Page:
the Atlantic Charter creates a blueprint for the postwar peace and the basis of the mutual recognition of the rights of all nations. the freedom of religion. on the basis of the Atlantic Charter. 1939 World War II begins following Germany's invasion of Poland. and the Soviet Union.  US President Franklin Delano Roosevelt (FDR) gives his famous "Four Freedoms" speech in which he claims that postwar peace must be rooted in the recognition of "the Freedom of speech and expression. the first of three wartime conferences between Britain. The Salt March draws widespread attention to the independence movement in India. 1944 At the Dumbarton Oaks Conference. The most significant development for human rights from this gathering was the agreement by the three powers to form an organization of "united nations" after the war. and the freedom from fear. freedom from want.Led by Gandhi. and to nonviolence as a powerful political tool. 1942 The Declaration of the United Nations is signed by the Allied Powers who pledged to form a peacekeeping organization by that name. . the charter of the United Nations is drafted and negotiated."  FDR coins the term "United Nations" for the Allies he led against the Nazis. 1943 The Tehran Conference. to the injustice of colonialism. 1941  Signed by Great Britain and the United States. Its membership and structure are also debated and set. is held. the Salt March to Dandi—a campaign of nonviolent protest against the British salt tax in colonial India—begins in March. the United States.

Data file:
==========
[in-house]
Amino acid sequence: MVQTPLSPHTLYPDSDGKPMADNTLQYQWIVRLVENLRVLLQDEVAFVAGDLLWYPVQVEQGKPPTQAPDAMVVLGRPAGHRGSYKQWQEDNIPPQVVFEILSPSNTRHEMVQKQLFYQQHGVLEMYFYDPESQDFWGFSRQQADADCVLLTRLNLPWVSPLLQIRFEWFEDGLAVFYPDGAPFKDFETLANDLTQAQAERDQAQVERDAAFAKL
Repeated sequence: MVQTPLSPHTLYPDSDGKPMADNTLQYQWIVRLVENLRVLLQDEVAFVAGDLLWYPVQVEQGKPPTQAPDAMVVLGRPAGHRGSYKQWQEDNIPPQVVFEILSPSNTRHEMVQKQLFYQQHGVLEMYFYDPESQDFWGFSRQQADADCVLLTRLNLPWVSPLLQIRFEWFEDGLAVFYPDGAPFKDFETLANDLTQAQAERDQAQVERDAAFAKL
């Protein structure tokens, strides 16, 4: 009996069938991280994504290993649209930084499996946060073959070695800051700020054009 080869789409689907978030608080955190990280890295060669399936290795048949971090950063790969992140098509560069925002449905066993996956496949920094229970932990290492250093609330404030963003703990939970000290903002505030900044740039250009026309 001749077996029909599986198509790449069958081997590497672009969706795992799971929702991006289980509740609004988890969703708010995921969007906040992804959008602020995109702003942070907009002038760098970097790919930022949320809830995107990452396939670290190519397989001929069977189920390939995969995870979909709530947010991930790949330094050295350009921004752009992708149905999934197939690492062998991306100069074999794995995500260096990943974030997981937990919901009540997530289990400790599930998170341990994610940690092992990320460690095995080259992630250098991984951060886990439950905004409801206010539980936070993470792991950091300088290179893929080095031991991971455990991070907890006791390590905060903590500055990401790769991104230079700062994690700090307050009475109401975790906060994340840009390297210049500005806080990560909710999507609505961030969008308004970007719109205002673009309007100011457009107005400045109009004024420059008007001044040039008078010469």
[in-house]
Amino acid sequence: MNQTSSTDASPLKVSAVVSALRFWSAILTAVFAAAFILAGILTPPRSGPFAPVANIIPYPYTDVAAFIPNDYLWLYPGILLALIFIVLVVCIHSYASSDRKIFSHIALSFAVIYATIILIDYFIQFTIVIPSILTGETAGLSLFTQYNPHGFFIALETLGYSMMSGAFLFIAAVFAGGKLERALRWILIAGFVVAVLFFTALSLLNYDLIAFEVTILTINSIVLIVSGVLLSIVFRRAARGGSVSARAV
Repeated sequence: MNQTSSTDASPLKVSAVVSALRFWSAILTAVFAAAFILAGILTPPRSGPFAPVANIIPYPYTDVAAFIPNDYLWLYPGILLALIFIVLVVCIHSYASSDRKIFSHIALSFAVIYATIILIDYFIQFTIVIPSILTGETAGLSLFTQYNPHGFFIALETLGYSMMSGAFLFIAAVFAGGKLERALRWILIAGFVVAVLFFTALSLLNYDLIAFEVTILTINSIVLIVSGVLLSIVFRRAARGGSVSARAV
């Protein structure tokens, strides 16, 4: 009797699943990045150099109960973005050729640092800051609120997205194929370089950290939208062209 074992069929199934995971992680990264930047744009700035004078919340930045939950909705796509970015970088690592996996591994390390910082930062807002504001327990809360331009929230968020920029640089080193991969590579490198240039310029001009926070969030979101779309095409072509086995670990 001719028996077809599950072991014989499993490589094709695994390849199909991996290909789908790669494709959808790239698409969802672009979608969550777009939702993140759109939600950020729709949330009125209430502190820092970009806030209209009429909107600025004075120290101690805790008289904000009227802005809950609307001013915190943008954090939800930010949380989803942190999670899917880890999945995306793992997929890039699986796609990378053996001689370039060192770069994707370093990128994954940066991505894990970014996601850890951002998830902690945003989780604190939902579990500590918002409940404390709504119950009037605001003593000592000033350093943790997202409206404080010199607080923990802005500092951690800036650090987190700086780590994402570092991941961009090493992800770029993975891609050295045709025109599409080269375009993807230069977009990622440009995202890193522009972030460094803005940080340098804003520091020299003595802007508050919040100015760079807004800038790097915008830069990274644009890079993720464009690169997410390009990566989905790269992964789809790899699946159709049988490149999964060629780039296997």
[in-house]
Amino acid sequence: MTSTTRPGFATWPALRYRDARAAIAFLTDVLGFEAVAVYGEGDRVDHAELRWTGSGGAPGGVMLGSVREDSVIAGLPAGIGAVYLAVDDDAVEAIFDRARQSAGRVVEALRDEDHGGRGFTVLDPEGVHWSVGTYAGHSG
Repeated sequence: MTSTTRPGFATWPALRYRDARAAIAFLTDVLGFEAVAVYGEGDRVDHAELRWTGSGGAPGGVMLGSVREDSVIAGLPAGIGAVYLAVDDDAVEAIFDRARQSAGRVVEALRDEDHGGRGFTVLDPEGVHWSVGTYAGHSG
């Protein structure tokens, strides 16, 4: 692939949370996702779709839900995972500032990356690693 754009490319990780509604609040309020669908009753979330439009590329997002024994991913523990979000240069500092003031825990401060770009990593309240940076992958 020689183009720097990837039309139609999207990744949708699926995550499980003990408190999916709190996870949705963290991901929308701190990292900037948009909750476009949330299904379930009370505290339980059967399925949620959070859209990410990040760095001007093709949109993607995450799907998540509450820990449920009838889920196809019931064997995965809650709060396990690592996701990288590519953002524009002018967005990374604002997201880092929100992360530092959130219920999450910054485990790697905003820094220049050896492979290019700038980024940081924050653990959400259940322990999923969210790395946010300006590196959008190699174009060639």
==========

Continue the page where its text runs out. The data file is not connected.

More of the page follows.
 On December 10 the UN General Assembly adopts the Universal Declaration of Human Rights as proposed by the Commission on Human Rights. the Allied Powers prosecute accused war criminals for crimes against humanity. The committee would later draft a declaration of human rights. The United States drops the atomic bomb on Hiroshima and Nagasaki. is established.  The United Nations Conference on International Organization in held in San Francisco and adopts the United Nations Charter. The UN Charter states that one of its main purposes is the promotion of "respect for human rights and for fundamental freedoms for all without distinction as to race. language or religion. 1948  On December 9 the UN General Assembly adopts the Convention for the Punishment and Prevention of Genocide. 1976 ." 1945-1949 At the Military Tribunals at Nuremberg (and later. 1961 In response to a decline in international support for the UDHR. in Tokyo). The Nazi concentration camps are liberated. as ratified by the original 51 signing nations. 1946 The Commission on Human Rights is established by the United Nations. Eleanor Roosevelt is selected by the General Assembly to be its chairperson. sex.Spring to Summer 1945  World War II ends. an international organization devoted to the monitoring and protection of human rights. Amnesty International.

and Cultural Rights enter into force after sufficient UN member states sign it. .International Covenant on Civil and Political Rights and the International Covenant on Economic. Social.